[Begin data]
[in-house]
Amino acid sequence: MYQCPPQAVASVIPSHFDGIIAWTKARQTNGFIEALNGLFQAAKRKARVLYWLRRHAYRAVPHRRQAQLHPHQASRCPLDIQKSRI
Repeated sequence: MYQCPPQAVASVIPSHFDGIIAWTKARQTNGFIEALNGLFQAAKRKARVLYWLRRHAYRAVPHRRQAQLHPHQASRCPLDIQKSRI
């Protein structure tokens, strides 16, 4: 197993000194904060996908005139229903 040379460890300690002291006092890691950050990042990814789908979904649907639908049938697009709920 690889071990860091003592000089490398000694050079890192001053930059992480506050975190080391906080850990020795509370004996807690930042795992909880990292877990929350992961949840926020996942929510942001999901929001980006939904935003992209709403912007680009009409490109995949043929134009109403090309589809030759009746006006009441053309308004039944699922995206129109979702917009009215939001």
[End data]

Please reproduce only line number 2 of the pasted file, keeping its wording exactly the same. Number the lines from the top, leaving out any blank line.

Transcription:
Amino acid sequence: MYQCPPQAVASVIPSHFDGIIAWTKARQTNGFIEALNGLFQAAKRKARVLYWLRRHAYRAVPHRRQAQLHPHQASRCPLDIQKSRI